Beaithy History, Family Crest & Coats of Arms
- Origins Available:
The Pictish clans of ancient Scotland were the ancestors of the first people to use the name Beaithy. It comes from in the lands of Beath in Fife.   The name is a topographic or local surname, which was given to a family who held a barony or lands, had houses, manors or estates in that area. The name could have also been derived from the Gaelic beith which means birch tree.
Early Origins of the Beaithy family
The surname Beaithy was first found in Fife, at the Hill of Beath, a hill and a village in Fife, Scotland just outside Dunfermline and joined to Cowdenbeath. The village is best known as the location of the meeting of the Covenanters at which John Blackadder was one of the preachers in the summer of 1670. As of 1896, it had a population of about 1,300 people.
The first entries for the family was "Edmund de Beeth witnessed the gift of 10s. annually to the monks of Dunfermline by Gilbert de Cles in 1231, and Malcolmus Beyth witnessed a charter by Maldouen, earl of Leuenauch to the monastery of Arnbroath in the same year." 
Early History of the Beaithy family
This web page shows only a small excerpt of our Beaithy research. Another 209 words (15 lines of text) covering the years 1231, 1696, 1508, 1550, 1580, 1657, 1491, 1672, 1675, 1696, 1633, 1635, 1480 and 1498 are included under the topic Early Beaithy History in all our PDF Extended History products and printed products wherever possible.
Beaithy Spelling Variations
Translation has done much to alter the appearance of many Scottish names. It was a haphazard process that lacked a basic system of rules. Spelling variations were a common result of this process. Beaithy has appeared Beath, Beeth, Beith, Bait, Baith and others.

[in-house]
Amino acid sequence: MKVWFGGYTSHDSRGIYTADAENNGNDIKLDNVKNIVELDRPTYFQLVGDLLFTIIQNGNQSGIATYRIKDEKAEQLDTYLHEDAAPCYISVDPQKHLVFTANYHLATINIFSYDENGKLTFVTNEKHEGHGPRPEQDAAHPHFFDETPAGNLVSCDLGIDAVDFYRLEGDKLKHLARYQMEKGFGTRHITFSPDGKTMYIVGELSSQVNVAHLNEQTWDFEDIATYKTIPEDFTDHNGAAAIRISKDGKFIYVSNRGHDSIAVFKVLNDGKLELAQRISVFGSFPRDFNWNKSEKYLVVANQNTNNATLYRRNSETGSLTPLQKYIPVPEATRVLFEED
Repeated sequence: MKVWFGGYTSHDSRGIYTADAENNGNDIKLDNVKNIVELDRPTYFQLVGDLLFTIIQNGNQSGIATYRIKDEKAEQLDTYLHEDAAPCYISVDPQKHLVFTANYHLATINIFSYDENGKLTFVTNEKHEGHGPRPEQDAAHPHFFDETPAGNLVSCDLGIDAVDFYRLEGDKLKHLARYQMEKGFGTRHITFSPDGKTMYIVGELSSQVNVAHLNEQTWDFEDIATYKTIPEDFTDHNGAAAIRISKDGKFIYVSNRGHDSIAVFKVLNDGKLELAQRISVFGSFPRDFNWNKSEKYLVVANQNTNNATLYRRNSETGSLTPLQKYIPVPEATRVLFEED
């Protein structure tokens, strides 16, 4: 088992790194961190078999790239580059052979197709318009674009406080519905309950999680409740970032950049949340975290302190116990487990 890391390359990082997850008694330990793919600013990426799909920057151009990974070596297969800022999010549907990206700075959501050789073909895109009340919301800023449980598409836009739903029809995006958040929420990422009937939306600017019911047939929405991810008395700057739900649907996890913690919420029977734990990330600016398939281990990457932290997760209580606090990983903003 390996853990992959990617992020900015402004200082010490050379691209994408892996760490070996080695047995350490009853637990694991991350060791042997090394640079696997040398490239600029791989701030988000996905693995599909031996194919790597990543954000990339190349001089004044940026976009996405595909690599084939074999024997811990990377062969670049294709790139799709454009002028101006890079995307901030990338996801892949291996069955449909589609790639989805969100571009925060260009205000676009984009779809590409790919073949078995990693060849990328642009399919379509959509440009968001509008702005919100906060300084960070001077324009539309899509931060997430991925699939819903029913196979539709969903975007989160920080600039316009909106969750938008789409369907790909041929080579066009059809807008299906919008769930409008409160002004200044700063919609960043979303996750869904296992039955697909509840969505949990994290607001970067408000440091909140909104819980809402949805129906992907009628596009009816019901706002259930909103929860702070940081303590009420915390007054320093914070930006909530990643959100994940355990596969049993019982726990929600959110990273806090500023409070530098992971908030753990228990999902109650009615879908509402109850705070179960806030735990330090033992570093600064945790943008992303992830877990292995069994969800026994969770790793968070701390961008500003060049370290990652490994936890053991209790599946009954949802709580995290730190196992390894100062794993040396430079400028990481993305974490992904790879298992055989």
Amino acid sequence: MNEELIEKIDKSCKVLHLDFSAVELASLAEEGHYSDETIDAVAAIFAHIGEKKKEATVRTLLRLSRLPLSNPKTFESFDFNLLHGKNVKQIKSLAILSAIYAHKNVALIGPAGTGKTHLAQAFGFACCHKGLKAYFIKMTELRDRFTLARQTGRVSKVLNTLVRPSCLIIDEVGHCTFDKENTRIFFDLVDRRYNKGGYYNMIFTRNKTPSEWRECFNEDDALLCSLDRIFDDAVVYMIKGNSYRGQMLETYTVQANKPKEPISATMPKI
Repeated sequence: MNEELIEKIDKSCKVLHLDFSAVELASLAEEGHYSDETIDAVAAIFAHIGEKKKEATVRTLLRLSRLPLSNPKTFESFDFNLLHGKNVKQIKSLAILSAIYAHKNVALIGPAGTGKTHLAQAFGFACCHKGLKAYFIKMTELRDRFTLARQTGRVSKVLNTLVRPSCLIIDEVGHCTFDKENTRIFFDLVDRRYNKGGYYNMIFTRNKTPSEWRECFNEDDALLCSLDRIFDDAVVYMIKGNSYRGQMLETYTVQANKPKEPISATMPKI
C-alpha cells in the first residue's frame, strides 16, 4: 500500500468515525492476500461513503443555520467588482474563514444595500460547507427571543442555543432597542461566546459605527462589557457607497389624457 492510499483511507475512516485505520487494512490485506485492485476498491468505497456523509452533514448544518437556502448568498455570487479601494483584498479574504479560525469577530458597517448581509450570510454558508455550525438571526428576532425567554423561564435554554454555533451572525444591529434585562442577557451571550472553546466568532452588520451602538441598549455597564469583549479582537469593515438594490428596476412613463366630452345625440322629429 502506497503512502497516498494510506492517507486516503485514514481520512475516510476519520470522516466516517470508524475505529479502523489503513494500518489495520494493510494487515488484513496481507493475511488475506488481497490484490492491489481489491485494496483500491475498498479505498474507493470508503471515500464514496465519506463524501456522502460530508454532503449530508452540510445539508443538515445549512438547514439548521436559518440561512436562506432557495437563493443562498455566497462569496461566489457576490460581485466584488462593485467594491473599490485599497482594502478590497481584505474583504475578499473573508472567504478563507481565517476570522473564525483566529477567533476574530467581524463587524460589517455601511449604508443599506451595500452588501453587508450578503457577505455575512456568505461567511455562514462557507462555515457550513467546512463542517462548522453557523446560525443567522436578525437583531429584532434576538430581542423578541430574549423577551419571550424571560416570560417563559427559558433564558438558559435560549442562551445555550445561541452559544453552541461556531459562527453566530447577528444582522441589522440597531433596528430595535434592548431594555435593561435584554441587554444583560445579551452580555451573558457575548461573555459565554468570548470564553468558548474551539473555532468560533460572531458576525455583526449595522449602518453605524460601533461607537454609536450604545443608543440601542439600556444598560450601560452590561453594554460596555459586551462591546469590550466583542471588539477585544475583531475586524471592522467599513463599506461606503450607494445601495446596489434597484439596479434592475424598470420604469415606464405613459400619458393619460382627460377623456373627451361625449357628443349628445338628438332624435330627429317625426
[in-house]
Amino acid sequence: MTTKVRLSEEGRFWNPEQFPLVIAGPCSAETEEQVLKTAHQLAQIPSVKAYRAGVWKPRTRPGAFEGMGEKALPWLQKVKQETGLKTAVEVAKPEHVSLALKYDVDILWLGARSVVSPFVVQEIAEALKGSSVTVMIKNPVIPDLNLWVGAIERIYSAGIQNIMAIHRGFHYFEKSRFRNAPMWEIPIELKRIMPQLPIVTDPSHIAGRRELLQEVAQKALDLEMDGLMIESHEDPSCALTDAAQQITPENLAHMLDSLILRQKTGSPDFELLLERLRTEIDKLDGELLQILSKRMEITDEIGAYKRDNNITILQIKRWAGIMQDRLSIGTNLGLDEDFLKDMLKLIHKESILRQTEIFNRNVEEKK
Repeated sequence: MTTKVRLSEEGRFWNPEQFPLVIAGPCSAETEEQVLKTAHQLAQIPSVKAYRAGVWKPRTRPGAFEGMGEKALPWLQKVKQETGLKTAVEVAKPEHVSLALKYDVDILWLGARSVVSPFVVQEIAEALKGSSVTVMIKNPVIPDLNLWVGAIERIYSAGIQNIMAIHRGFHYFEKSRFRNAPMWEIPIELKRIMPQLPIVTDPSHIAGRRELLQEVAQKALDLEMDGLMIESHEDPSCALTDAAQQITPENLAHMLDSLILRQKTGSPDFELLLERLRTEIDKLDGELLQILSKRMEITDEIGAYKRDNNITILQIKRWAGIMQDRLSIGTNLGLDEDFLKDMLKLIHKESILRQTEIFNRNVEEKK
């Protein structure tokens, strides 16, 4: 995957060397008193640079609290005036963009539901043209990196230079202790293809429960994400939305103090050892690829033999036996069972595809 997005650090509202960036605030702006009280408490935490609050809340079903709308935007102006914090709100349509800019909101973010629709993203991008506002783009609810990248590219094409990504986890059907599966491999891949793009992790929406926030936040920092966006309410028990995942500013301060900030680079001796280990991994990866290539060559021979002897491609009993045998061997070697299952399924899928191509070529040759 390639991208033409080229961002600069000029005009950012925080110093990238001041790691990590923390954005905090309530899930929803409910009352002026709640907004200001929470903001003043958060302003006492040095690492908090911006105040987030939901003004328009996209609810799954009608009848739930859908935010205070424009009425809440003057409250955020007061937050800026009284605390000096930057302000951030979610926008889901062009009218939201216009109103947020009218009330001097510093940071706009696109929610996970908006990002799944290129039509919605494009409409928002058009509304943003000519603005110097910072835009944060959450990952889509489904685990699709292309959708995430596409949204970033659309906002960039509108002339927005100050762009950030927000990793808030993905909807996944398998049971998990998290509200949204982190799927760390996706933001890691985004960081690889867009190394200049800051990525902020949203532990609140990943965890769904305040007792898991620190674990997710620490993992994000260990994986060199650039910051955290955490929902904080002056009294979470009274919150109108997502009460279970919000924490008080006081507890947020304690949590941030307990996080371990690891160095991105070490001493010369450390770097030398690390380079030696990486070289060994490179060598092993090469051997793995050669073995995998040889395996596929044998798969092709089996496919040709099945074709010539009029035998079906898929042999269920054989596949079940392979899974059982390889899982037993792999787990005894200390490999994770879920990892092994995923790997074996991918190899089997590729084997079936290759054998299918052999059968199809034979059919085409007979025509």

Early Notables of the Beaithy family (pre 1700)
Notable amongst the Clan at this time was William Beith or Beeth, a Dominican writer, according to Anthony à Wood, spent his early years at Oxford, and was, towards the middle of his life, made provincial of his order for England. "The apparent...
Another 43 words (3 lines of text) are included under the topic Early Beaithy Notables in all our PDF Extended History products and printed products wherever possible.
Migration of the Beaithy family
Many Scots left their country to travel to the North American colonies in search of the freedom they could not find at home. Of those who survived the difficult voyage, many found the freedom they so desired. There they could choose their own beliefs and allegiances. Some became United Empire Loyalists and others fought in the American War of Independence. The Clan societies and highland games that have sprung up in the last century have allowed many of these disparate Scots to recover their collective national identity. A search of immigration and passenger ship lists revealed many early settlers bearing the Beaithy name: Robert Beath who settled in Charles Town [Charleston], South Carolina in 1766; Henry and Robert Beath arrived in Philadelphia, Pennsylvania in 1830; Robert Beeth settled in Savannah, Georgia, in 1820.
The motto was originally a war cry or slogan. Mottoes first began to be shown with arms in the 14th and 15th centuries, but were not in general use until the 17th century. Thus the oldest coats of arms generally do not include a motto. Mottoes seldom form part of the grant of arms: Under most heraldic authorities, a motto is an optional component of the coat of arms, and can be added to or changed at will; many families have chosen not to display a motto.
Motto: Fortuna virtute
Motto Translation: By good fortune and valour.
- Black, George F., The Surnames of Scotland Their Origin, Meaning and History. New York: New York Public Library, 1946. Print. (ISBN 0-87104-172-3)
- Lower, Mark Anthony, Patronymica Britannica, A Dictionary of Family Names of the United Kingdom. London: John Russel Smith, 1860. Print.